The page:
After many months of learning, opening github issues, getting help and advice from Kvark, Cwfitzgerald and many others from the community, we finally went live with the new version. The core of the software is Rust, while the UI is still powered by
cxx as a bridge to the
imnodes library for the node graph editor. Most of the puzzle pieces fell right into their place, only requiring a minimal nudge to work together.
The new version was a success: even though some bugs needed ironing, the final product has been very solid so far. There are even a couple students that are unable to run the old OpenGL version on their laptops, but the new one runs just fine!
Franzplot uses wgpu for both compute and visualization purposes. Every time the “Generate Scene” button is clicked, a few things happen:
- the software checks that the graph does not contain any error nor cycles, and nodes get sorted according to their dependency
- for each node, the memory requirements for its output are computed and a wgpu buffer gets allocated
- each node’s equations are turned into a compute shader that reads from the input buffers and writes to the output one
Just as an example, imagine you have this graph in which node 2 depends on both 1 and 4, node 5 only depends on 4 and node 3 depends on both 2 and 5.
This will get converted into a vector containing the following objects, which I call “compute blocks”
You can see from the above drawing that each block owns a unique compute shader (created from the student’s equations) and its output buffer, but only has bindings to the buffers it uses as inputs. This is because a wgpu buffer has strict ownership rules. Thanks to bindings however we can create a handle for reading from a buffer whenever we like (to be precise, a compute block does not store individual bindings, but a bind group, and not just a shader, but a compute pipeline!). Since we sorted the compute blocks based on dependency, we just need to iterate over the vector and submit all the computations to a wgpu queue.
The whole conversion process takes very little time, less then one second for a reasonably-sized node graph. In a sense, FranzPlot is “just” a compiler: it turns mathematical formulas into GLSL. Everything else is just some glue code with a super simple 3D scene visualization on top: basic triangle meshes with a matcap shader and a black & white texture on top!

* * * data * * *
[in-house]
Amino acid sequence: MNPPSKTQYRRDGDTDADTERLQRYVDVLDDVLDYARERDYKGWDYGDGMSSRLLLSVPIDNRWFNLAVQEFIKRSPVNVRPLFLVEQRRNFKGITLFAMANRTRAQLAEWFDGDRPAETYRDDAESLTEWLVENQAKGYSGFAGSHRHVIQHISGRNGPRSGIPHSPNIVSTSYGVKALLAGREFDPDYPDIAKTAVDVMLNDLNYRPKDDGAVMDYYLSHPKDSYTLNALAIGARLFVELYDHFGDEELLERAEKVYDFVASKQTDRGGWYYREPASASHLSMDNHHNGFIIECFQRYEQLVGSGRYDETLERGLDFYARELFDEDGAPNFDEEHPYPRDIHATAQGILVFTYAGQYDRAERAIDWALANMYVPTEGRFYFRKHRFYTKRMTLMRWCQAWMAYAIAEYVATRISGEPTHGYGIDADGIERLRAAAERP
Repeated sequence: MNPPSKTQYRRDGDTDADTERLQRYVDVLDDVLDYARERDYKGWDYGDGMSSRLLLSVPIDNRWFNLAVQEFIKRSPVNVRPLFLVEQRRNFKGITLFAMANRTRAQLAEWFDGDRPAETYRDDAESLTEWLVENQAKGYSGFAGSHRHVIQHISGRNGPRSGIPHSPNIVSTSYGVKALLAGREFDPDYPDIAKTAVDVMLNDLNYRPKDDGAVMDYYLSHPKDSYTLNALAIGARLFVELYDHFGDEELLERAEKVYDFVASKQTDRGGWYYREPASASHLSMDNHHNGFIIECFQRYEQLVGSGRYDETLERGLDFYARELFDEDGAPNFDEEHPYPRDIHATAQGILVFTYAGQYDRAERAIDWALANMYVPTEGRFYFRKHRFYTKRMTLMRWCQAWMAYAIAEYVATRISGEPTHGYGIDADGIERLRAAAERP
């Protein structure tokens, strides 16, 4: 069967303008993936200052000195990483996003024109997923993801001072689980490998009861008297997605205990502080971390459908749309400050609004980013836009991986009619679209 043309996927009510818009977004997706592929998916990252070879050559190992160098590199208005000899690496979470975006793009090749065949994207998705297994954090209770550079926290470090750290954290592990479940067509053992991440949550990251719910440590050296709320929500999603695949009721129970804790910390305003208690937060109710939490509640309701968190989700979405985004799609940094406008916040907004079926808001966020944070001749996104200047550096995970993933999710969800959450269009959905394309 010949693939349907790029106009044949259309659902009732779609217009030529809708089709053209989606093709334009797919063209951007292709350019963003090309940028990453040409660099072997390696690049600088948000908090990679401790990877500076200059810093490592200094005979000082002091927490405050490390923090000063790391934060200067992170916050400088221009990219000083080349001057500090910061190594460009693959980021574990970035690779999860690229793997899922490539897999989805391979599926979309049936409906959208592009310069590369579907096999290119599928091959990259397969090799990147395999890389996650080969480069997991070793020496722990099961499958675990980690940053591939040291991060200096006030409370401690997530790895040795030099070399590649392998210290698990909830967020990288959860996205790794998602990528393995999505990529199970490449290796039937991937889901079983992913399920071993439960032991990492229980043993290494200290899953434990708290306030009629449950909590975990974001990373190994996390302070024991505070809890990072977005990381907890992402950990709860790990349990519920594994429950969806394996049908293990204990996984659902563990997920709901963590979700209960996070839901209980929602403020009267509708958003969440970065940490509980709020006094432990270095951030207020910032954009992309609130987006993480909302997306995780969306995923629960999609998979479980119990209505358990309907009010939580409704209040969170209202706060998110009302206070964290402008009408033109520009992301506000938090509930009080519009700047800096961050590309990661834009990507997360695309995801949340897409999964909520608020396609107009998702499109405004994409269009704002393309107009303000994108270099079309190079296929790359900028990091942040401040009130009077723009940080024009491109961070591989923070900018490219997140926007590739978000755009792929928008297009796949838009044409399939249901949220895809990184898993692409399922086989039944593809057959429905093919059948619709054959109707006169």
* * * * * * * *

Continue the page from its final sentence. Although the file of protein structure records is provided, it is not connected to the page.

When the user switches to the scene visualization all the shaders are run in the correct order, and this updates all the buffers that make up the displayed meshes. When the student changes the value of a few pre-defined global variables (stored in a uniform buffer) all the shaders are run again and the scene is updated in real time! Here is a gif of FranzPlot in action:
Current state and future developments
FranzPlot is currently closed source, since we are still trying to figure out what the next steps should be. It might become open source in the future, but there are many things that we need to consider first. Once a decision is made I hope we manage to spark some interest into this software and keep expanding its features. It would be nice to find some universities with similar classes that need an easy-to-use tool to help the students understand advanced geometry concepts.
W.r.t. the actual code, there are still many things to do: even though the new code was written from scratch, I still feel like some technical debt crept in and there are a few changes I would like to make to the internals. I have already planned a few features that will be fun and challenging to add, and I would love to ditch GLSL completely and move to WGSL (WebGPU Shading Language), since it has matured a lot.
Finally, even though I enjoyed working with imgui-rs & imnodes, I would like to find a rust-only solution for the UI. Right now I am investigating
egui as a possible alternative, but this is kind of low-priority.